Payment Bonds

A payment bond is a surety bond posted by a general contractor to guarantee that its subcontractors and material suppliers on the project will be paid. When it comes to making a claim on a payment bond, the first question is always whether the project is a public or private project. In general, whenever a contractor on a private construction project has not been paid for labor or materials provided, that contractor should provide notice in accordance with the specific term of the bond to the project's general contractor (in the case of a subcontractor), the owner,? and the surety that issued a payment bond for the project. Such notice should be in writing and delivered via certified mail, return receipt requested. Making a claim on a payment bond issued in relation to a public construction project, however, is more difficult and is governed by federal and state statutes. Similarly, because a construction professional cannot lien publicly owned land, a lien created under the Federal Miller Act or the Colorado Public Works Statute is against the contract funds — not the real property upon which the project sits.

The Federal Miller Act

The Miller Act, with some exceptions, applies to federal contracts of more than $100,000 for construction, alteration, or repair of public buildings or public works. A subcontractor who has not been paid in full within 90 days after the final labor or materials were provided may file a federal court civil action on the general contractor's payment bond. The civil action, however, must be filed no later than one year after the last day any labor or materials were provided under the contract. Unlike subcontractors, sub-subcontractors must provide written notice to the general contractor prior to filing any civil action. The notice from the sub-subcontractor to the general must occur within 90 days after the final labor or materials were provided, and must be personally served or sent via certified mail, return receipt requested. Sub-subcontractors have one year from the date the aforementioned notice is provided to file a federal civil action on the payment bond.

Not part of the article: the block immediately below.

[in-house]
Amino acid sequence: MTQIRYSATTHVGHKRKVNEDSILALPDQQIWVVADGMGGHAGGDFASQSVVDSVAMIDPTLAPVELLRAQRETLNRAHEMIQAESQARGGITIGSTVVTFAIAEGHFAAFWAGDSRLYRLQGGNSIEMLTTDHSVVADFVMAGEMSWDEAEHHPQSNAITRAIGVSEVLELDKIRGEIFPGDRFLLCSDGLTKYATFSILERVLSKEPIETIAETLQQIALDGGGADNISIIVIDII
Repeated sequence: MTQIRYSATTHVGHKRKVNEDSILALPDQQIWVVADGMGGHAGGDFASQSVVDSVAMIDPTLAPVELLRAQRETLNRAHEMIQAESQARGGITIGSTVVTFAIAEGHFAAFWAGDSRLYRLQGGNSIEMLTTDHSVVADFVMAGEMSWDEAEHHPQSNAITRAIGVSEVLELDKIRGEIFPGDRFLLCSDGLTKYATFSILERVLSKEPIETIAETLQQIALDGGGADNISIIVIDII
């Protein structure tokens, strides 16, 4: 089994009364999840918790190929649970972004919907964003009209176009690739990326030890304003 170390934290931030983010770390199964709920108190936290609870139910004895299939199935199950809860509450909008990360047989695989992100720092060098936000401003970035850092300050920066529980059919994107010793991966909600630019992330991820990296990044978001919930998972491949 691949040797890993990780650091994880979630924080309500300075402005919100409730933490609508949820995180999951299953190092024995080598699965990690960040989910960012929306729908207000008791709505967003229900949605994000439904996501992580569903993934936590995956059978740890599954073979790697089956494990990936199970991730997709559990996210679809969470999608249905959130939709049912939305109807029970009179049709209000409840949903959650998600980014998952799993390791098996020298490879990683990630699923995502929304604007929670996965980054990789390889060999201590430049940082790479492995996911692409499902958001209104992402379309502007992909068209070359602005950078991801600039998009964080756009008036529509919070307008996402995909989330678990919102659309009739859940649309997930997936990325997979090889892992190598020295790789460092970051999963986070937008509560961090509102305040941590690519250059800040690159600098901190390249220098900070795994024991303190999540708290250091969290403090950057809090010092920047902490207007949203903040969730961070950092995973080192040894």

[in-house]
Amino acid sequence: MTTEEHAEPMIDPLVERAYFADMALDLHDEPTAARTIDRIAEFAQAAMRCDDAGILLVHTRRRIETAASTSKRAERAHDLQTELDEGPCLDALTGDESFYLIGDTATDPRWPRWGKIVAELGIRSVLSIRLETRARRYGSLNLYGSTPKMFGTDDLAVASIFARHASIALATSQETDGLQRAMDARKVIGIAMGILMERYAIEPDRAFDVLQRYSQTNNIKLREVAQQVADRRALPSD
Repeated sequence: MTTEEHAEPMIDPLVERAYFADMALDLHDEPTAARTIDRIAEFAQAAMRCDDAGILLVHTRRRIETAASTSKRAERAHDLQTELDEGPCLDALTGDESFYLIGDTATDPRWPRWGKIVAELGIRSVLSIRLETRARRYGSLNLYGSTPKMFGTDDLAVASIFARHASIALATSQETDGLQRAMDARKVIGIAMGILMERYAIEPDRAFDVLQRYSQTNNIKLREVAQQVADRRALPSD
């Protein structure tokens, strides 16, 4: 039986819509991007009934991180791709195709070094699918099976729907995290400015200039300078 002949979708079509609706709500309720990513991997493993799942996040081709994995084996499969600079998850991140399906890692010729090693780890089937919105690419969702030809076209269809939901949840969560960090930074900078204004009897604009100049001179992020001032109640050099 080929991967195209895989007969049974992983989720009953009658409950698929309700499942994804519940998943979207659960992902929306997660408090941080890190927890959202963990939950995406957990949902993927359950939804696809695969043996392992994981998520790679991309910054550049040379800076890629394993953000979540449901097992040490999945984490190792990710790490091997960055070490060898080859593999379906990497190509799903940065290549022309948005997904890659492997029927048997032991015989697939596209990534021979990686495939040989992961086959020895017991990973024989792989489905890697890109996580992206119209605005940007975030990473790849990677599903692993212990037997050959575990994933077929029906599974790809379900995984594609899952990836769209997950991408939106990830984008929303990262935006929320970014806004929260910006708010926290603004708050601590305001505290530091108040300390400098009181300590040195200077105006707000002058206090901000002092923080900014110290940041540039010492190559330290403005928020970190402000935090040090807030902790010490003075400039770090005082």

Colorado's Public Works Statute ?

Any construction contract in excess of $50,000 and awarded by the State of Colorado or its counties, cities, municipalities, school districts, or other political subdivisions is governed by the Colorado Public Works Statute, C.R.S. § 38-26-105 ("Statute" a/k/a "The Little Miller Act"). Any action under the Statute must be brought within six months after substantial completion of the work. In order to create a valid lien on the contract funds, the construction professional must file a verified statement of claim with the public entity on or before the date the public entity makes the final payment on the project. Furthermore, once final settlement occurs, the claimant only has 90 days to file a suit to foreclose its lien and file a lis pendens. Failure to comply with these deadlines will result in a forfeiture of the claimant's right to receive the funds from the governmental agency.


Many avenues exist to ensure that Colorado's construction professionals receive payment for the labor and material they provide on a construction project. The most efficient and least expensive option will depend on the facts and circumstances of the particular project.

Related Industries